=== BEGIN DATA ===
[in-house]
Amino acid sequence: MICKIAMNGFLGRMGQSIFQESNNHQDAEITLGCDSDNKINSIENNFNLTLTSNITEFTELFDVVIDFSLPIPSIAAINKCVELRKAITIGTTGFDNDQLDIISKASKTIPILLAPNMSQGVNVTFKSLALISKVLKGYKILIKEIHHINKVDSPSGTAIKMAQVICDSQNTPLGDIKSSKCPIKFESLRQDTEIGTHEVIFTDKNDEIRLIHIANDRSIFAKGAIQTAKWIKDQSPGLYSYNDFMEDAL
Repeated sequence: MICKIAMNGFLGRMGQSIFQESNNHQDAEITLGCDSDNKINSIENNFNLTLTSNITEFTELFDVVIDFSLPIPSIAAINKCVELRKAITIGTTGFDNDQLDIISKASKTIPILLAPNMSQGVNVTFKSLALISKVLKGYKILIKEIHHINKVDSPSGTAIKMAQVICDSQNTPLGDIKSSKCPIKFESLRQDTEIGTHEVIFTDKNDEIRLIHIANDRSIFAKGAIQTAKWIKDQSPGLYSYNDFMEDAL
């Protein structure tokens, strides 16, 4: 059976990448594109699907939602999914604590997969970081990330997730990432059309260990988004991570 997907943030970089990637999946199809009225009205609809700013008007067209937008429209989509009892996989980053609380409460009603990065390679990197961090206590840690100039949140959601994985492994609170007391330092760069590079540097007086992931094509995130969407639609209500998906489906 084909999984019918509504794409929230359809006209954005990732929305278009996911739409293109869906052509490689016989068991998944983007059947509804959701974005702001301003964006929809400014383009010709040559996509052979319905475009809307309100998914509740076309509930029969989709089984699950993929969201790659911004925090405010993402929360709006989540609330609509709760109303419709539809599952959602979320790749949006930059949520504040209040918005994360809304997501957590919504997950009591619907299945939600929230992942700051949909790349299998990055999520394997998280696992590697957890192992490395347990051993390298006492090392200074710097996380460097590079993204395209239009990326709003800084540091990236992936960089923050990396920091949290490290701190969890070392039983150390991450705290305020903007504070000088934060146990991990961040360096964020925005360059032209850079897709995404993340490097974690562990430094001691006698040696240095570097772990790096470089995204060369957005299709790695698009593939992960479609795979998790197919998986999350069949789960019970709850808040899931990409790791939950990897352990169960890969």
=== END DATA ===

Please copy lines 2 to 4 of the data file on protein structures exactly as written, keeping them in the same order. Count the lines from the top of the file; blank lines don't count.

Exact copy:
Amino acid sequence: MICKIAMNGFLGRMGQSIFQESNNHQDAEITLGCDSDNKINSIENNFNLTLTSNITEFTELFDVVIDFSLPIPSIAAINKCVELRKAITIGTTGFDNDQLDIISKASKTIPILLAPNMSQGVNVTFKSLALISKVLKGYKILIKEIHHINKVDSPSGTAIKMAQVICDSQNTPLGDIKSSKCPIKFESLRQDTEIGTHEVIFTDKNDEIRLIHIANDRSIFAKGAIQTAKWIKDQSPGLYSYNDFMEDAL
Repeated sequence: MICKIAMNGFLGRMGQSIFQESNNHQDAEITLGCDSDNKINSIENNFNLTLTSNITEFTELFDVVIDFSLPIPSIAAINKCVELRKAITIGTTGFDNDQLDIISKASKTIPILLAPNMSQGVNVTFKSLALISKVLKGYKILIKEIHHINKVDSPSGTAIKMAQVICDSQNTPLGDIKSSKCPIKFESLRQDTEIGTHEVIFTDKNDEIRLIHIANDRSIFAKGAIQTAKWIKDQSPGLYSYNDFMEDAL
């Protein structure tokens, strides 16, 4: 059976990448594109699907939602999914604590997969970081990330997730990432059309260990988004991570 997907943030970089990637999946199809009225009205609809700013008007067209937008429209989509009892996989980053609380409460009603990065390679990197961090206590840690100039949140959601994985492994609170007391330092760069590079540097007086992931094509995130969407639609209500998906489906 084909999984019918509504794409929230359809006209954005990732929305278009996911739409293109869906052509490689016989068991998944983007059947509804959701974005702001301003964006929809400014383009010709040559996509052979319905475009809307309100998914509740076309509930029969989709089984699950993929969201790659911004925090405010993402929360709006989540609330609509709760109303419709539809599952959602979320790749949006930059949520504040209040918005994360809304997501957590919504997950009591619907299945939600929230992942700051949909790349299998990055999520394997998280696992590697957890192992490395347990051993390298006492090392200074710097996380460097590079993204395209239009990326709003800084540091990236992936960089923050990396920091949290490290701190969890070392039983150390991450705290305020903007504070000088934060146990991990961040360096964020925005360059032209850079897709995404993340490097974690562990430094001691006698040696240095570097772990790096470089995204060369957005299709790695698009593939992960479609795979998790197919998986999350069949789960019970709850808040899931990409790791939950990897352990169960890969």